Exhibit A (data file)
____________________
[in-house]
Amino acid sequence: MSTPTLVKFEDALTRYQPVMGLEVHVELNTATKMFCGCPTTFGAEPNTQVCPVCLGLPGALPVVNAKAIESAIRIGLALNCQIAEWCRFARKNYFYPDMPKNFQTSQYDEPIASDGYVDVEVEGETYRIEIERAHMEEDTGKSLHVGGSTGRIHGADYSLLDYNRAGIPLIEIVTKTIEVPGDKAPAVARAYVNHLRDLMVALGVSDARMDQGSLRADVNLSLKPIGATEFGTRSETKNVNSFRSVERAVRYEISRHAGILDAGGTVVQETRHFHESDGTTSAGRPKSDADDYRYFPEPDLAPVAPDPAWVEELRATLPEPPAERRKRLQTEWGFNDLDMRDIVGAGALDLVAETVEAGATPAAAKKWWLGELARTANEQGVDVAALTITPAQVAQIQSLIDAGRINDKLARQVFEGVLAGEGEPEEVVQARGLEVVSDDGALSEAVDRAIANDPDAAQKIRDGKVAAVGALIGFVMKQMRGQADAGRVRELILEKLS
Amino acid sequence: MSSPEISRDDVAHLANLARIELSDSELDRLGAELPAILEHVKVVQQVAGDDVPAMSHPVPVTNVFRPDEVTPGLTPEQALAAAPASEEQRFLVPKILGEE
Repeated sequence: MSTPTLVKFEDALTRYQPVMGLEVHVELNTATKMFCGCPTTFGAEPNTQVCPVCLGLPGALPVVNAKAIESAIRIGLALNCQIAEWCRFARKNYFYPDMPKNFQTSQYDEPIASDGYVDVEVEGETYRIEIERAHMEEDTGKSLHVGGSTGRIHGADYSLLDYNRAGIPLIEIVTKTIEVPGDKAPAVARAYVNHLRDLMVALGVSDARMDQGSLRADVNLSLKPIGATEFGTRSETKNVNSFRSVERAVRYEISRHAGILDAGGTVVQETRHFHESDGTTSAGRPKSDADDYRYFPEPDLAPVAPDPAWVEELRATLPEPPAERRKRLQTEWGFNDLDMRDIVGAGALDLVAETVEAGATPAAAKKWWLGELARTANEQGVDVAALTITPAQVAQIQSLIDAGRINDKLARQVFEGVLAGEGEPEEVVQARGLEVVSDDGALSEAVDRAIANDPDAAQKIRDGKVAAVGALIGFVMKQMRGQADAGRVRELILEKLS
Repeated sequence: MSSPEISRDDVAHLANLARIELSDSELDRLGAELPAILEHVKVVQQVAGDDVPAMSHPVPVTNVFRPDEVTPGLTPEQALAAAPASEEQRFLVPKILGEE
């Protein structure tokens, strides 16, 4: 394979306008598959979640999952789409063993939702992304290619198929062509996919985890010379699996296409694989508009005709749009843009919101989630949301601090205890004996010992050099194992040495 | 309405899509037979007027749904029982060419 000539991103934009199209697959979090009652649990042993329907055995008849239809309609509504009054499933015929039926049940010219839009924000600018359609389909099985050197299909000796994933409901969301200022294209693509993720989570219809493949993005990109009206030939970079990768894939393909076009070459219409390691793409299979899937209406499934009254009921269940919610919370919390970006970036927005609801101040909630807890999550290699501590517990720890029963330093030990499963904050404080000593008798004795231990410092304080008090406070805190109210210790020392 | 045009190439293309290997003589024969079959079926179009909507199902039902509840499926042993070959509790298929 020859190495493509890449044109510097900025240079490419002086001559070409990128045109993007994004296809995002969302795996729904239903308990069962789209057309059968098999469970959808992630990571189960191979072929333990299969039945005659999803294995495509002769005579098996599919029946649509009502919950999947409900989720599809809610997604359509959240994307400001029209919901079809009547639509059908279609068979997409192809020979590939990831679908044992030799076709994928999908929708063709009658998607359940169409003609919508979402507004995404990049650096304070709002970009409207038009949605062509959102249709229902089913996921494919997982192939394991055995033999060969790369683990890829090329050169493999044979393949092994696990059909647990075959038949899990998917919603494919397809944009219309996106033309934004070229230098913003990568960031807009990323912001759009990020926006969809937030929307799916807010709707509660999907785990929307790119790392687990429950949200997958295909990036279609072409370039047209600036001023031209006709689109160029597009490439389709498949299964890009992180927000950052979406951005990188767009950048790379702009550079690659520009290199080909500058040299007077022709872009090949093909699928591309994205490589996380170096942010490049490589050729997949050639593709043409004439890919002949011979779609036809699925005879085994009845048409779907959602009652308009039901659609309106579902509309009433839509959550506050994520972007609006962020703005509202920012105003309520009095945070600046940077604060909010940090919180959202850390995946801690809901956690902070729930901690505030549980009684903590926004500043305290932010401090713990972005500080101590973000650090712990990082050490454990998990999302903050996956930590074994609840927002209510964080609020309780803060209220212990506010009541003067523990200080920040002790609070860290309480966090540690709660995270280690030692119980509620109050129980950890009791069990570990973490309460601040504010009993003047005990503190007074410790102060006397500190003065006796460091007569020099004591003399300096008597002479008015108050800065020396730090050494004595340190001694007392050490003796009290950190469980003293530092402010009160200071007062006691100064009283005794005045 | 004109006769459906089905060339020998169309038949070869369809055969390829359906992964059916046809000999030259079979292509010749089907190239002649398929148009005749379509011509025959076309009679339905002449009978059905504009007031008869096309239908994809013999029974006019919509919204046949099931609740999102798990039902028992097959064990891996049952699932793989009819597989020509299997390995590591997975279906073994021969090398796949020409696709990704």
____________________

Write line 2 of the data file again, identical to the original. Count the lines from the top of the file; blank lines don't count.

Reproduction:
Amino acid sequence: MSTPTLVKFEDALTRYQPVMGLEVHVELNTATKMFCGCPTTFGAEPNTQVCPVCLGLPGALPVVNAKAIESAIRIGLALNCQIAEWCRFARKNYFYPDMPKNFQTSQYDEPIASDGYVDVEVEGETYRIEIERAHMEEDTGKSLHVGGSTGRIHGADYSLLDYNRAGIPLIEIVTKTIEVPGDKAPAVARAYVNHLRDLMVALGVSDARMDQGSLRADVNLSLKPIGATEFGTRSETKNVNSFRSVERAVRYEISRHAGILDAGGTVVQETRHFHESDGTTSAGRPKSDADDYRYFPEPDLAPVAPDPAWVEELRATLPEPPAERRKRLQTEWGFNDLDMRDIVGAGALDLVAETVEAGATPAAAKKWWLGELARTANEQGVDVAALTITPAQVAQIQSLIDAGRINDKLARQVFEGVLAGEGEPEEVVQARGLEVVSDDGALSEAVDRAIANDPDAAQKIRDGKVAAVGALIGFVMKQMRGQADAGRVRELILEKLS